Brazil's most severe problem today is arguably its highly unequal distribution of wealth and income, one of the most extreme in the world. By the 1990s, more than one out of four Brazilians continued to survive on less than one dollar a day. These socio-economic contradictions helped elect Luiz Inácio Lula da Silva of the Partido dos Trabalhadores (PT) in 2002.

In the few months before the election, investors were scared by Lula's campaign platform for social change, and his past identification with labor unions and leftist ideology. As his victory became more certain, the Real devalued and Brazil's investment risk rating plummeted (the causes of these events are disputed, since Cardoso left a very small foreign reserve). After taking office, however, Lula maintained Cardoso's economic policies,[17] warning that social reforms would take years and that Brazil had no alternative but to extend fiscal austerity policies. The Real and the nation's risk rating soon recovered.

Lula, however, has given a substantial increase to the minimum wage (raising from R$200 to R$350 in four years). Lula also spear-headed legislation to drastically cut retirement benefits for public servants. His primary significant social initiative, on the other hand, was the Fome Zero (Zero Hunger) program, designed to give each Brazilian three meals a day.

In 2005 Lula's government suffered a serious blow with several accusations of corruption and misuse of authority against his cabinet, forcing some of its members to resign. Most political analysts at the time were certain that Lula's political career was doomed, but he managed to hold onto power, partly by highlighting the achievements of his term (e.g., reduction in poverty, unemployment and dependence on external resources, such as oil), and to distance himself from the scandal. Lula was re-elected President in the general elections of October, 2006.

Having served two terms as president, Lula was forbidden by the Brazilian Constitution from standing again. In the 2010 presidential election, the PT candidate was Dilma Rousseff. Rousseff won and assumed office on January 1, 2011.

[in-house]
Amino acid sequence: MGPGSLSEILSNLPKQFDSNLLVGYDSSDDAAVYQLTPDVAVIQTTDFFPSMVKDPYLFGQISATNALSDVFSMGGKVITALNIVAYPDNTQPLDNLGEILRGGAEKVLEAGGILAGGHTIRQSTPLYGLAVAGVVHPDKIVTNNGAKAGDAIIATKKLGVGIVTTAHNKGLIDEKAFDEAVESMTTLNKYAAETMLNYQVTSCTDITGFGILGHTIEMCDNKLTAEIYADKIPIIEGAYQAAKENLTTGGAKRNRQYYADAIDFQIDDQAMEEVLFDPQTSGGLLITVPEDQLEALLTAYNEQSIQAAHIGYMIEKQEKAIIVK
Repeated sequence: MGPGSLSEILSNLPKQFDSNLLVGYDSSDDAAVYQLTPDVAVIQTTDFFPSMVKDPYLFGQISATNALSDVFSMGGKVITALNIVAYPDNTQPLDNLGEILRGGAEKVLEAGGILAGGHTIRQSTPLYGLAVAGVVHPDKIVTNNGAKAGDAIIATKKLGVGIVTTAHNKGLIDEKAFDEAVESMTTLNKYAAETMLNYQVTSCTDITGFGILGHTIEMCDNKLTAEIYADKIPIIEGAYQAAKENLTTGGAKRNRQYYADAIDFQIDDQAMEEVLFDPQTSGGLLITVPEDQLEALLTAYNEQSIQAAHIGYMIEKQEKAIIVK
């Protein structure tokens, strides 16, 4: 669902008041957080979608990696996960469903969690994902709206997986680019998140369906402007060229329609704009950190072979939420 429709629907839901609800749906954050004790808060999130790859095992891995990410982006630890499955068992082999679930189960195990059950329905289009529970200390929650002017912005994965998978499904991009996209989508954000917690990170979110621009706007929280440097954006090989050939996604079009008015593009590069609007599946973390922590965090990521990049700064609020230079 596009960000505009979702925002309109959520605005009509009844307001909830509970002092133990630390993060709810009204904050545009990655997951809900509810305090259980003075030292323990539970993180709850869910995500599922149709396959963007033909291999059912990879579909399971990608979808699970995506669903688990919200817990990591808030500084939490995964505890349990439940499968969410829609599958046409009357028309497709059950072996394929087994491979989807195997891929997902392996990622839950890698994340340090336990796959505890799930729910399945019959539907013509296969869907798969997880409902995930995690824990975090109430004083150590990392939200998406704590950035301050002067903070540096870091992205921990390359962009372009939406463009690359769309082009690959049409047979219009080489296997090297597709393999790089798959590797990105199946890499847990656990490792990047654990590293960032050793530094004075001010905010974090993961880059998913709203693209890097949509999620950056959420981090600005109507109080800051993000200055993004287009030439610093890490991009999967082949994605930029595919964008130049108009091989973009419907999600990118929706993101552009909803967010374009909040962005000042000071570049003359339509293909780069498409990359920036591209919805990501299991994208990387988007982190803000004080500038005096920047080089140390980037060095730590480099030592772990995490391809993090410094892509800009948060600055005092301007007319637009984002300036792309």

See also

References

  1. ^ Levine, R.M., & Crocitti, J.J. (1999). The Brazil reader: History, culture, politics. p.11. Durham, NC: Duke University Press.
  2. ^ [1] Quem descobriu o Brasil?
  3. ^ COUTO, Jorge: A Construção do Brasil, Edições Cosmos, 2ª Ed., Lisboa, 1997.primeiro
  4. ^ Boxer, p. 98.
  5. ^ Boxer, p. 100.
  6. ^ Johns Hopkins University Press | Books | Slave Rebellion in Brazil
  7. ^ Scheina, Robert L. Latin America's Wars Volume II: The Age of the Professional Soldier, 1900-2001. Potomac Books, 2003 ISBN 1574884522 Part 4; Chapter 5 - World War I and Brazil, 1917-18.
  8. ^ "The United States and Brazil: A Long Road of Unmet Expectations"; Monica Hisrt, Routledge 2004 ISBN 041595066X page 43
  9. ^ "The United States and Brazil: A Long Road of Unmet Expectations"; Monica Hisrt, Routledge 2004 ISBN 041595066X , Introduction: page xviii 3rd paragraph
  10. ^ Stepan, 1973.
  11. ^ "Anatomy of a coup d'etat; Brazil 1964"; Warren W. Van Pelt; Air War College, Air University (1967) ASIN B0007GYMM4
  12. ^ An excerpt of "Killing Hope" dealing with the Jango government
  13. ^ Brasil: Nunca Mais
  14. ^ [2] "Tais políticas - iniciadas com a abertura do governo Collor - foram continuadas por Fernando Henrique Cardoso e Luiz Inácio Lula da Silva, segundo economistas e industriais ouvidos pela Folha"
  15. ^ Programa Nacional de Desestatização (Portuguese)
  16. ^ Os efeitos da privatização sobre o desempenho econômico e financeiro das empresas privatizadas (Portuguese)
  17. ^ Lula segue política econômica de FHC, diz diretor do FMI

Further Reading

  • Braudel, Fernand, The Perspective of the World, Vol. III of Civilization and Capitalism, 1984, pp. 232–35.
  • Fausto, Boris, and Arthur Brakel. A Concise History of Brazil (Cambridge Concise Histories) (1999) excerpt and text search
  • Harvey, Robert. Liberators: Latin America`s Struggle For Independence, 1810-1830 (John Murray, London, 2000). ISBN 0-7195-5566-3
  • Levine, Robert M. The History of Brazil (Greenwood Histories of the Modern Nations) (2003) excerpt and text search
  • Levine, Robert M. and John Crocitti, eds. The Brazil Reader: History, Culture, Politics (1999) excerpt and text search